CAIRO: An Egyptian court Monday confirmed death sentences against 183 men convicted of killing 13 policemen, in a verdict slammed as “outrageous” by rights group Amnesty International.
The verdict came as another court announced that deposed Islamist president Mohamed Morsi would stand trial on February 15 in an espionage case — the fourth trial he is facing.
The policemen were killed in an attack on a police station in Kerdasa, a town on the outskirts of Cairo, on August 14, 2013.
The attack took place on the same day that security forces killed hundreds of demonstrators in clashes as they dismantled two massive protest camps in Cairo supporting Morsi.
The court had in December issued a preliminary verdict against 188 defendants in a mass trial, of whom two were acquitted on Monday while one, a minor, was sentenced to 10 years in prison.
Charges against the remaining two were dropped after the court found that they were dead.
Monday’s verdict, which can be appealed, came after the initial sentences were sent to the grand mufti, the government’s official interpreter of Islamic law, for ratification.
Since the army deposed Morsi on July 3, 2013, at least 1,400 people have been killed in a police crackdown on protests, mostly Islamists supporting the ousted leader.
Hundreds of his supporters have been sentenced to death in swift mass trials which the United Nations says were “unprecedented in recent history”.
Amnesty International said Monday’s decision was “outrageous” and “an example of the bias of the Egyptian criminal justice system”.
“Issuing mass death sentences whenever the case involves the killing of police officers now appears to be near-routine policy, regardless of facts and with no attempt to establish individual responsibility,” said Amnesty’s Hassiba Hadj Sahraoui.
State Department spokeswoman Jen Psaki said the United States was “deeply concerned” by the decision.
“It simply seems impossible that a fair review of evidence and testimony could be achieved through mass trials,” she said.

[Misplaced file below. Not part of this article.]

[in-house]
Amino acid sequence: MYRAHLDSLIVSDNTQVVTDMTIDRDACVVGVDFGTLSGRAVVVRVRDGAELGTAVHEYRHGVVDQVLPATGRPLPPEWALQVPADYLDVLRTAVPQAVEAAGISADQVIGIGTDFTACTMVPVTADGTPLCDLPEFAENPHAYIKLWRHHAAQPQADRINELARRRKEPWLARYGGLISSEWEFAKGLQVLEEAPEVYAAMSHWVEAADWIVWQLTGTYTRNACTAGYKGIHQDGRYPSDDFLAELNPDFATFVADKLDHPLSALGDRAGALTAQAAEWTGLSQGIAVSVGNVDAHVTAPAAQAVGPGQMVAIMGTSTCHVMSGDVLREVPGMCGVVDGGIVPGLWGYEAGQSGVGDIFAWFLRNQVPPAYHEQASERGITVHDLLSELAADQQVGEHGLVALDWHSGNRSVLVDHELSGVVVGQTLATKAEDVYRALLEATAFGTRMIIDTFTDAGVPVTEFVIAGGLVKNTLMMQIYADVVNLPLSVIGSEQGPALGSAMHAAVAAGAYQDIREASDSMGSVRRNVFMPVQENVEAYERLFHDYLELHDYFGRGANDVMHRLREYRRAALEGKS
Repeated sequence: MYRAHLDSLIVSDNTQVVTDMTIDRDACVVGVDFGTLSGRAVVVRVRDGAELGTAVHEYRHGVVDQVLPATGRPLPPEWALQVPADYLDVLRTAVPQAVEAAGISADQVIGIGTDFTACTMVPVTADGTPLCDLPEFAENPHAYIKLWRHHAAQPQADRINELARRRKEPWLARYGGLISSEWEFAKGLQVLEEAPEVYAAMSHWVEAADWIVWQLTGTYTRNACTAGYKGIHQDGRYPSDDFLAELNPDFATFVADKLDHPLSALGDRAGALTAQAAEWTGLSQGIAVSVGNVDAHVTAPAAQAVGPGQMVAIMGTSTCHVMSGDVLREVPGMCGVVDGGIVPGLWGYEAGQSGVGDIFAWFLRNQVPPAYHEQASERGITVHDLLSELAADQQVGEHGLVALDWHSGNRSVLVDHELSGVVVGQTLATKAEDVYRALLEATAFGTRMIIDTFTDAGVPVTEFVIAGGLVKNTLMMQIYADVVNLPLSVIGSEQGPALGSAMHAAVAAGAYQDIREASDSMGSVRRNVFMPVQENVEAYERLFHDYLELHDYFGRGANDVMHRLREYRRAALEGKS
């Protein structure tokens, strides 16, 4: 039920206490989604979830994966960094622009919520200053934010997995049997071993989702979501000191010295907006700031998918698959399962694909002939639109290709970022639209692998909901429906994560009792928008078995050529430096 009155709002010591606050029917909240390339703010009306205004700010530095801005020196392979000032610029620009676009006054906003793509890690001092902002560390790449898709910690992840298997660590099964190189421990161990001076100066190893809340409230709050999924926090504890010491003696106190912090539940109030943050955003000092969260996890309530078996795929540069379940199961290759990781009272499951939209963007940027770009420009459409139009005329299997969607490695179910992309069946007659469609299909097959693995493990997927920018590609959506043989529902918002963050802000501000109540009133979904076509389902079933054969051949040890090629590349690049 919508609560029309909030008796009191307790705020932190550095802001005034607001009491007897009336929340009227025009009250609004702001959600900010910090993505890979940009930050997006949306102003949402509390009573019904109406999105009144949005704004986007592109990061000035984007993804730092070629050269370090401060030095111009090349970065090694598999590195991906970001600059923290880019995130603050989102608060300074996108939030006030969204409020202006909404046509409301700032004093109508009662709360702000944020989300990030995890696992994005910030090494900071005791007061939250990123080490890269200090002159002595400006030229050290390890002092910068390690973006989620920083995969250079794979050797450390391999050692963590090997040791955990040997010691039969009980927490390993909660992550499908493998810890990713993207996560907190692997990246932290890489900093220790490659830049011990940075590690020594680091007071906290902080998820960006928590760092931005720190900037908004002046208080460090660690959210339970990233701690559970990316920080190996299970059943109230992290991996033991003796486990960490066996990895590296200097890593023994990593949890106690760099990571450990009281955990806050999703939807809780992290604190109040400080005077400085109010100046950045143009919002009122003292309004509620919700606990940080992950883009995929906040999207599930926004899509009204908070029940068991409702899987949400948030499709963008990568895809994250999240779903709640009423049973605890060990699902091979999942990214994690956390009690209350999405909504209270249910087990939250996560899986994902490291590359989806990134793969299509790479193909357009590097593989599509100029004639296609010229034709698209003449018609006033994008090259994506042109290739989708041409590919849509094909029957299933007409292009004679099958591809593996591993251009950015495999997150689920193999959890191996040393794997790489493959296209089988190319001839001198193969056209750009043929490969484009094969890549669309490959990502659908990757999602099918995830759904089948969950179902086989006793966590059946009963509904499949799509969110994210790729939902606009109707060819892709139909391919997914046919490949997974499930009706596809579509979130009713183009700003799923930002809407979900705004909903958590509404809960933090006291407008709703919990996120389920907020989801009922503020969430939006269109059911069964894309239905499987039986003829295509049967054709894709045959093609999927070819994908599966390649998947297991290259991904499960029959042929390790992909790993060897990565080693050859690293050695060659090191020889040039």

Rights groups and critics of President Abdel Fattah al-Sisi, the former army chief who ousted Morsi, say authorities are using the judiciary as an arm to repress any form of dissent, including from secular activists.
Morsi and several top leaders of his blacklisted Muslim Brotherhood are in custody and facing several trials on charges punishable by death.
Egypt’s first freely elected president is already facing three trials and the fourth will open on February 15 for allegedly leaking “classified documents” to Qatar and the Doha-based Al-Jazeera network.
Last week an Egyptian court set May 16 for a verdict in another espionage case in which Morsi and 35 others are accused of allegedly conspiring with foreign powers, including Iran, to destabilise Egypt.
Separately, another court is to deliver a verdict on April 21 in the trial of Morsi and 14 others for inciting the killing of protesters in clashes outside the presidential palace in December 2012.
He is also on trial over a jailbreak and attacks on police stations during the 2011 uprising that ousted president Hosni Mubarak.
Also on Monday, an appeals court ordered a retrial in a case involving the murder of a police officer during a firefight with Islamists in Kerdasa in September 2013 when security forces stormed the town to flush out Islamists who had taken control of it.
In August 2014, a lower court had confirmed death sentences on 12 of the 23 defendants tried on charges of killing Major General Nabil Faraj.
The court said seven of those sentenced to death, and who are in custody, will be retried along with four of those who were given life. The other convicted men are fugitives.